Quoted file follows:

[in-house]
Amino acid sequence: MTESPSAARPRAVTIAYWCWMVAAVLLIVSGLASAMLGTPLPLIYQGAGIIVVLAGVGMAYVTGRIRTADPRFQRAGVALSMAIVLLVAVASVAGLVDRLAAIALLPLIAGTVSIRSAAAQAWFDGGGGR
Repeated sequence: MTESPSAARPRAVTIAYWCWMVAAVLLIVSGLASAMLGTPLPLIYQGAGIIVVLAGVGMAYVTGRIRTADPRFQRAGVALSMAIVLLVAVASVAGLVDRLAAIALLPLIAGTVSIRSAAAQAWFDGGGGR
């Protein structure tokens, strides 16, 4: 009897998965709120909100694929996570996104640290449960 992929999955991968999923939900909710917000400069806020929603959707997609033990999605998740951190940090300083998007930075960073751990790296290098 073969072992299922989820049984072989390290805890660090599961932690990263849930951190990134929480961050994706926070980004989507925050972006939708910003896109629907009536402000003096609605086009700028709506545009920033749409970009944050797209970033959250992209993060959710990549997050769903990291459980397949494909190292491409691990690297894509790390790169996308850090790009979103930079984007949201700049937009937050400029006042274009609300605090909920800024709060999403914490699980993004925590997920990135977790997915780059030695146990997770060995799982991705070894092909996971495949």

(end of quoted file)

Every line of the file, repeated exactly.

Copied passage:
[in-house]
Amino acid sequence: MTESPSAARPRAVTIAYWCWMVAAVLLIVSGLASAMLGTPLPLIYQGAGIIVVLAGVGMAYVTGRIRTADPRFQRAGVALSMAIVLLVAVASVAGLVDRLAAIALLPLIAGTVSIRSAAAQAWFDGGGGR
Repeated sequence: MTESPSAARPRAVTIAYWCWMVAAVLLIVSGLASAMLGTPLPLIYQGAGIIVVLAGVGMAYVTGRIRTADPRFQRAGVALSMAIVLLVAVASVAGLVDRLAAIALLPLIAGTVSIRSAAAQAWFDGGGGR
């Protein structure tokens, strides 16, 4: 009897998965709120909100694929996570996104640290449960 992929999955991968999923939900909710917000400069806020929603959707997609033990999605998740951190940090300083998007930075960073751990790296290098 073969072992299922989820049984072989390290805890660090599961932690990263849930951190990134929480961050994706926070980004989507925050972006939708910003896109629907009536402000003096609605086009700028709506545009920033749409970009944050797209970033959250992209993060959710990549997050769903990291459980397949494909190292491409691990690297894509790390790169996308850090790009979103930079984007949201700049937009937050400029006042274009609300605090909920800024709060999403914490699980993004925590997920990135977790997915780059030695146990997770060995799982991705070894092909996971495949």